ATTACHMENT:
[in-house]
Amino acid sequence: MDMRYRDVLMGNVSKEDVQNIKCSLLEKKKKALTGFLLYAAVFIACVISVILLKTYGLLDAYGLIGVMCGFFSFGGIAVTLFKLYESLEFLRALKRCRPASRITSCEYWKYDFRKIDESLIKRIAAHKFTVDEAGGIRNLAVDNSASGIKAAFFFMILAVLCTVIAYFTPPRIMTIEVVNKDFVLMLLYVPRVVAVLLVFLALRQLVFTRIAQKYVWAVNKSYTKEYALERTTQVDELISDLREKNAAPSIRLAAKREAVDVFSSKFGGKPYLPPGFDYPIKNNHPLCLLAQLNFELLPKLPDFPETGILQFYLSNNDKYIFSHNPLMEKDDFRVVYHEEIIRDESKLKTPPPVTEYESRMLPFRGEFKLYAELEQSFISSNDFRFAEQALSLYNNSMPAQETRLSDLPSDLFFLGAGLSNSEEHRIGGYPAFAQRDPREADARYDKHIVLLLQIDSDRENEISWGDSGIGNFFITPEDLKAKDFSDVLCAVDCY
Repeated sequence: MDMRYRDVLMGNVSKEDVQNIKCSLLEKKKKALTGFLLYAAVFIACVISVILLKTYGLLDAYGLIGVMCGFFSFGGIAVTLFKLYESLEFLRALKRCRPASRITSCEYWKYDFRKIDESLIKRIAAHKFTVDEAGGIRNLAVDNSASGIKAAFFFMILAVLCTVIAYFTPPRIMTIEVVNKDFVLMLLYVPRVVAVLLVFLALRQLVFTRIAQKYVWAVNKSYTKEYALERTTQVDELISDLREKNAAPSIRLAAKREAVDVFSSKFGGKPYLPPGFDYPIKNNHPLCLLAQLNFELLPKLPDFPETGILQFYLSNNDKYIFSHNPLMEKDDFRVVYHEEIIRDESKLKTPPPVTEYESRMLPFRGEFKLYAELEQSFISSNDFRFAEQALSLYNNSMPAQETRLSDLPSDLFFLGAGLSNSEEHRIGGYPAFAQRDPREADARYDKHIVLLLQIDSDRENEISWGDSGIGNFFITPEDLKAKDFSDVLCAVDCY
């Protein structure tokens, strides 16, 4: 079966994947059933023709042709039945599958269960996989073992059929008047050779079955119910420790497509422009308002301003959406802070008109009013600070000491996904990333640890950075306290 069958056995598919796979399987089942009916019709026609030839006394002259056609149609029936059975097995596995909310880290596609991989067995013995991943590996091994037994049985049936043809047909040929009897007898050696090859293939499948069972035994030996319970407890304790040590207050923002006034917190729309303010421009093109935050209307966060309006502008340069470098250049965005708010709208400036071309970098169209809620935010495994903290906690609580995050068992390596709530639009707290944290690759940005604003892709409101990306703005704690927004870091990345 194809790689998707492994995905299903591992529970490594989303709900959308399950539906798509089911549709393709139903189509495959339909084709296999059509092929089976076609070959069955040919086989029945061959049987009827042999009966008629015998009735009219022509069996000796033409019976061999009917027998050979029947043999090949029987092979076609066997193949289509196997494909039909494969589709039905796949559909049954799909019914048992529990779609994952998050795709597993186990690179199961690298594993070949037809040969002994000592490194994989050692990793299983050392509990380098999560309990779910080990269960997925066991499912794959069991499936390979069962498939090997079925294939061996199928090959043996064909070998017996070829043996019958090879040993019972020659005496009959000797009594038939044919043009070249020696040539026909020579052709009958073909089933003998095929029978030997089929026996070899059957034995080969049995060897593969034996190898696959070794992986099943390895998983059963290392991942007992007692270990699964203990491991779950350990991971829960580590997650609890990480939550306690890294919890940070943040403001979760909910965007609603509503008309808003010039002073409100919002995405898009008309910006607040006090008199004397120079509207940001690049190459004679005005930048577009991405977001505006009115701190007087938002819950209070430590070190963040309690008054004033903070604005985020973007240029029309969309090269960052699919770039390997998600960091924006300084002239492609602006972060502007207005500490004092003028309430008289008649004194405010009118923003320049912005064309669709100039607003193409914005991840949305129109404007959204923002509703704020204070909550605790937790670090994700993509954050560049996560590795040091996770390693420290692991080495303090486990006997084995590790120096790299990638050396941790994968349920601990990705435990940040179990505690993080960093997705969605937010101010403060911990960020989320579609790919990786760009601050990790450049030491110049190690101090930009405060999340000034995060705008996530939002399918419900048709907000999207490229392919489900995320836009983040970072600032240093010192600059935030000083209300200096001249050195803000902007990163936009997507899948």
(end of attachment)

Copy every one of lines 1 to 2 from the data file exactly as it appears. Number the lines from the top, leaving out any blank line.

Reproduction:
[in-house]
Amino acid sequence: MDMRYRDVLMGNVSKEDVQNIKCSLLEKKKKALTGFLLYAAVFIACVISVILLKTYGLLDAYGLIGVMCGFFSFGGIAVTLFKLYESLEFLRALKRCRPASRITSCEYWKYDFRKIDESLIKRIAAHKFTVDEAGGIRNLAVDNSASGIKAAFFFMILAVLCTVIAYFTPPRIMTIEVVNKDFVLMLLYVPRVVAVLLVFLALRQLVFTRIAQKYVWAVNKSYTKEYALERTTQVDELISDLREKNAAPSIRLAAKREAVDVFSSKFGGKPYLPPGFDYPIKNNHPLCLLAQLNFELLPKLPDFPETGILQFYLSNNDKYIFSHNPLMEKDDFRVVYHEEIIRDESKLKTPPPVTEYESRMLPFRGEFKLYAELEQSFISSNDFRFAEQALSLYNNSMPAQETRLSDLPSDLFFLGAGLSNSEEHRIGGYPAFAQRDPREADARYDKHIVLLLQIDSDRENEISWGDSGIGNFFITPEDLKAKDFSDVLCAVDCY